Ontario reported 2,448 new cases of COVID-19 and 19 more deaths on Sunday, marking the fourth consecutive day of new daily cases topping 2,000.
Health Minister Christine Elliott said Toronto has 780 cases, Peel Region has 356, York Region has 278, Durham Region has 219 and Ottawa has 150.
There are 917 people with COVID-19 in hospital, although the province says more than 10 per cent of hospitals have not reported their numbers over the weekend.
Of the people in hospital, 366 of them are in intensive care units and 217 are on ventilators.
The province’s network of labs completed 50,200 tests in the past 24 hours.
As of 8 p.m. on Saturday, Ontario reported that 64,950 doses of a COVID-19 vaccine were administered since the last daily update. A total of 1,981,282 vaccines have been given in the province so far.
The new deaths reported on Sunday bring the province’s COVID-19-related death toll to 7,327.
Ontario has a cumulative total of 343,140 confirmed cases of COVID-19. That is the total number of cases recorded in the province since the pandemic began. The province says 317,408 cases have been marked as resolved.
There are 60 ongoing outbreaks, or outbreaks not yet declared over, in long-term care homes, 38 in retirement homes and 34 in hospitals, according to the Ministry of Health.
The province’s seven-day rolling average, which helps smooth out peaks and valleys in the data, now stands at 2,038. This is the first time Ontario has seen this figure top 2,000 since late January.
Variants of concern account for 1,755 new cases
As for variants of concern, Ontario has a cumulative total of 1,625 confirmed COVID-19 cases of the B117 lineage, or the variant first detected in the United Kingdom, 63 of the B.1.351, or the variant first detected in South Africa, and 67 of the P1, or the variant first detected in Brazil.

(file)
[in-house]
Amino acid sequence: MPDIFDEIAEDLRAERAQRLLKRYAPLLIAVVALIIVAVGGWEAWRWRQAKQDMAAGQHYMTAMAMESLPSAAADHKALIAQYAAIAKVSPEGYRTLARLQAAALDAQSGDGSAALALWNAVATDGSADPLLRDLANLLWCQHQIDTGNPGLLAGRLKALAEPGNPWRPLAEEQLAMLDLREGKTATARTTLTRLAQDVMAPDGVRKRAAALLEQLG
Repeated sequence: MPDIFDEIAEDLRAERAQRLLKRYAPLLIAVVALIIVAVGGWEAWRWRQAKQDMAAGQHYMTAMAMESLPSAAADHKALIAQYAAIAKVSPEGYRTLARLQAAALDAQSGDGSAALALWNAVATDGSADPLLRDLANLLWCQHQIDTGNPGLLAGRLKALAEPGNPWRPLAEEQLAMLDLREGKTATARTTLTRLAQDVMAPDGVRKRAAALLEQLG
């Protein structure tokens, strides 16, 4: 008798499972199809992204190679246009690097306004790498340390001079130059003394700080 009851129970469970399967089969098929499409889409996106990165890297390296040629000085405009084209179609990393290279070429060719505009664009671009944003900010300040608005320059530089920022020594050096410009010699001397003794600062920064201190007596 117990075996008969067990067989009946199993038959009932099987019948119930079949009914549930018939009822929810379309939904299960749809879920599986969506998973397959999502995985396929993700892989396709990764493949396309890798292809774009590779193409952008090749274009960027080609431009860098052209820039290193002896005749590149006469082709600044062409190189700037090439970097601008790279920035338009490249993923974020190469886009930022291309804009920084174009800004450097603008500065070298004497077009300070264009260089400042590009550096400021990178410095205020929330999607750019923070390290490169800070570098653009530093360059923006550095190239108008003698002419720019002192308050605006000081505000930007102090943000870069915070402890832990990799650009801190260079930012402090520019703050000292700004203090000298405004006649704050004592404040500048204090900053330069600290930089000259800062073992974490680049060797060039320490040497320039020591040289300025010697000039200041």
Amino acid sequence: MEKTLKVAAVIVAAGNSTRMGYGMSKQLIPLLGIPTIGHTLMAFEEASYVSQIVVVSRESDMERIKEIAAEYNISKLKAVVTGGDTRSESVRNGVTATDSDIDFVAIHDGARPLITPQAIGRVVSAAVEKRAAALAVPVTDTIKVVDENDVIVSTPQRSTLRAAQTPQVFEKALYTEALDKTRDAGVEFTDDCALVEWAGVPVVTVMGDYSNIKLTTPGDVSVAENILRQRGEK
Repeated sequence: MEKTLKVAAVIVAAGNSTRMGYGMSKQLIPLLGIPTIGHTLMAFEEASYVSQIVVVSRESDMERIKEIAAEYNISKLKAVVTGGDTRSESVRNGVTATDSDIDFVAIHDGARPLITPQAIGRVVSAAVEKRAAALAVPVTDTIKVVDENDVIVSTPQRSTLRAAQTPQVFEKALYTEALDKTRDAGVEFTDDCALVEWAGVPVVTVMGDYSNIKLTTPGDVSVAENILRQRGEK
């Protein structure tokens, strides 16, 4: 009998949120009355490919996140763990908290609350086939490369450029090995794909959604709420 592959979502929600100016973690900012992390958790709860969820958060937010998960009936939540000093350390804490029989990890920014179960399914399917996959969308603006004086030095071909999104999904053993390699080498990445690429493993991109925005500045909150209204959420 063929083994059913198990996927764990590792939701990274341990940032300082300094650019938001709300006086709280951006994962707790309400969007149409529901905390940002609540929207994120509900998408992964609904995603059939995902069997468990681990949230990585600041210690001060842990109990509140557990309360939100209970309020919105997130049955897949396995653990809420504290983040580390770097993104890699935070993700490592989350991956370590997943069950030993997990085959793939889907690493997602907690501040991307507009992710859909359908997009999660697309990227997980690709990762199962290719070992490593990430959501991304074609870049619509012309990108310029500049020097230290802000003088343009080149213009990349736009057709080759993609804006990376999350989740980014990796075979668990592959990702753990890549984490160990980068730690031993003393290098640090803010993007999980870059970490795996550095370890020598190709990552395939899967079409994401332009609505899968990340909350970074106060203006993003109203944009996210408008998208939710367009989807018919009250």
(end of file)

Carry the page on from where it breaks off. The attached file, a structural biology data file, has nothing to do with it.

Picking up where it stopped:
Variants of concern now account for 1,755 COVID-19 cases across the province.
Early evidence suggests all of the variants of concern make COVID-19 more transmissible, while the variants first detected in South Africa and Brazil also are believed to reduce the effectiveness of COVID-19 vaccines.
Samples that test positive for SARS-CoV-2, the virus that causes COVID-19, are tested for mutations common to variants of concern. If the samples screen positive for a mutation, genome sequencing is done to pinpoint the variant of concern.
Education minister asks Ottawa for vaccines for children
In a letter on Friday, Ontario Education Minister Stephen Lecce asked the federal government to consider procuring and distributing COVID-19 vaccines for children.
The letter was addressed to Health Minister Patty Hajdu, Public Services and Procurement Minister Anita Anand and Ahmed Hussen, the Families, Children and Social Development Minister.
“We are now entering a new phase of the pandemic, one represented by cautious hope with the introduction of vaccines for adults that will help reduce the impact of COVID-19,” Lecce wrote.
“As Canada continues its vaccination efforts for adults, it is critical that we look ahead and apply lessons learned on the importance of forward planning for the procurement and distribution of vaccines for our students and children.”
Lecce noted that the clinical trials are underway to determine vaccine efficacy in children and results are expected in months.
“While this is hopeful news, it also underscores the necessity to start to plan immediately so that Canada is the leader on vaccine roll-out. Vaccination of children and students will be a critical part of ending the pandemic and keeping our children safe,” Lecce continued.
The minister said that while children and young people often experience milder COVID-19 symptoms, they are not immune to the virus and can spread disease in child care and education settings, among family members and in the larger community.
Lecce called on Anand to firstly ensure that the federal government secures vaccine supply from a range of suppliers for children under 16.